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President Biden reiterated the CDC̵

7;s new guidelines, which suggest that fully vaccinated Americans do not have to wear masks outdoors unless they are in a large crowd.

USA TODAY

Last week came the official word: If you are vaccinated, you can finally ditch your mask in certain social settings. One would expect the message to be met with waves of relief and an immediate shift in behavior. For some it was there.

But others remain silent hesitantly – though it is certain they will not take off their masks yet.

According to new guidelines released last week by the Centers for Disease Control and Prevention, fully vaccinated Americans do not have to wear a mask outside except in crowded environments and can deworm during small outdoor gatherings with vaccinated people.

Masks have offered security in unprecedented times. They were also divisive and were often signaled to which political group you belonged, with surveys showing that Republicans were less likely to carry or believe in the effectiveness of the masks than Democrats.

Wearing a mask meant you complied with the CDC and local mandates. The act of removing these masks will feel strange and unsettling to some, and this reaction is not unexpected, experts say.

“Behaviors take time to implement and adopt. They also take time to un-adopt,” says Abraar Karan, an internal medicine physician at Brigham and Women’s Hospital. “Remember, it’s not an on / off button.”

CDC guidelines: Fully vaccinated Americans do not have to wear masks outside, except in crowded environments

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‘Wearing a mask was one of the only forms of action’ during the pandemic

Normalcy was shattered when the pandemic hit. The pandemic robbed us of control: We could not control when we would be able to return to our workplaces, when our children could go to personal school, when we could be able to hug loved ones or when we resume the collection in large groups. At the start of the pandemic, with so many unknowns, it seemed like we could not even check if we got the virus.

Then experts began to recommend masks. Finally we had agency.

“In the last year, we have not had much control, both in terms of vaccine rollout or tests performed early in the pandemic or sending children to school. But what everyone can actually control is putting the mask on,” says Peter Chin. -Hong, a specialist in infectious diseases in San Francisco.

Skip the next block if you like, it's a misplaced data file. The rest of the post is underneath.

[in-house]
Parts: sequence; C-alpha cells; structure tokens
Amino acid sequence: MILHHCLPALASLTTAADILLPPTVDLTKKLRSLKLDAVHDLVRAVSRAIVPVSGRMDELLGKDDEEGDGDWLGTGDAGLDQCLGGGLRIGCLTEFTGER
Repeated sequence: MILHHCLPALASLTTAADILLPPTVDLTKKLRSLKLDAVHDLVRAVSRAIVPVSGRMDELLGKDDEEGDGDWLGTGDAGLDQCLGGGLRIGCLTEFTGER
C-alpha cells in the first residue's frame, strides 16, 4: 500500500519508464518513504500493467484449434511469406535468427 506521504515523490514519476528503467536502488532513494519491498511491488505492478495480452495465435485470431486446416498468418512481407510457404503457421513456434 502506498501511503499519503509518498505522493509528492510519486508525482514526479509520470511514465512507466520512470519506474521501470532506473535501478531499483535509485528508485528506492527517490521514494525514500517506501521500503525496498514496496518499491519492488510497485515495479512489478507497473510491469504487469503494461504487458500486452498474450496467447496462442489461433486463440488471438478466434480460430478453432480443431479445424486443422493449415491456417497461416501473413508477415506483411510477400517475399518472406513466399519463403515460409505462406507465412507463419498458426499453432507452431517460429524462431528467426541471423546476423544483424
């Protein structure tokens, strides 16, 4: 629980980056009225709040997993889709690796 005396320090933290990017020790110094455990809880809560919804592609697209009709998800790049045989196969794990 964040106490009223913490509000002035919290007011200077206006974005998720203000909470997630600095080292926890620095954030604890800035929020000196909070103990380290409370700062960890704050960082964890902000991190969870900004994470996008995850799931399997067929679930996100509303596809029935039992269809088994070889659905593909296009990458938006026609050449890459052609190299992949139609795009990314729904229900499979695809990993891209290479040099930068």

“It’s something everyone can do, and frankly something most people felt comfortable wearing.”

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People are afraid to take a ‘risk’

Mike Bordieri, an associate professor of psychology at Murray State University, says it is “predictable” that some people hesitate to follow the updated guidelines, and their cautious behavior can be explained by the psychological finding that people often “overanalyze the risk.”

Those concerned about the pandemic are more likely to find the latest information on news variants and global COVID-19 increases, which could lead to a stronger compulsion to wear a mask, he said.

Karan said the updated guide may also pose a struggle for those who have endured a traumatic experience associated with the pandemic, such as the loss of a loved one. People suffering from mental illness can also struggle to adapt.

“People have already gone through so many losses and tragedies during the pandemic, so it makes sense that some people are wary of adopting these recent recommendations until they feel it out of themselves,” Karan says.

Ditching the ‘norm’ pandemic can be ‘stressful’

Nearly half of Americans say they feel uneasy about thinking about personal interaction when the pandemic ends, according to the American Psychological Association’s 2021 report on stress in America. And Sheriece Sadberry, a psychologist, says masks have acted as a “natural barrier” to unwanted social encounters.

“You have some people who have benefited from being able to distance themselves from people,” Sadbery says. “It may suit their personality or be practical for those who are not good at setting boundaries or enjoying the peace of having limited social interactions.”

Bordieri adds that it can be stressful for those who are prone to anxiety or an intolerance to insecurity to start thinking about how to get used to the social environment when we start giving up the masks.

“It’s awkward and scary for some people to start thinking about how to meet new people, make new friends and adapt to this new society. And by wearing the masks, they can temporarily put up with it,” Bordieri says.

Research shows that after the pandemic ends, there may be an increase in mental health conditions such as agoraphobia – an “irrational fear of being in open or unknown places, resulting in the avoidance of public situations” – and obsessive-compulsive disorder – “characterized by recurrent intrusive thoughts (obsession) that get the performance of neutralizing rituals (coercion). “

Bordieri recommends taking things in stride to acclimatize to pre-pandemic routines.

More: Why we are afraid the pandemic will end

How to facilitate your transition back to the ‘real world’

Experts say it is important to acknowledge your stress during this transition. It is normal to feel nervous. Once people accept this, they can start taking small steps towards re-integration with these tips:

  • Remember that it is normal to be stressed when you are social again
  • Prioritize with whom you should hang out with first
  • Appoint time for self-care
  • Know it’s OK to just reject invitations

Contribution: Elise Brisco

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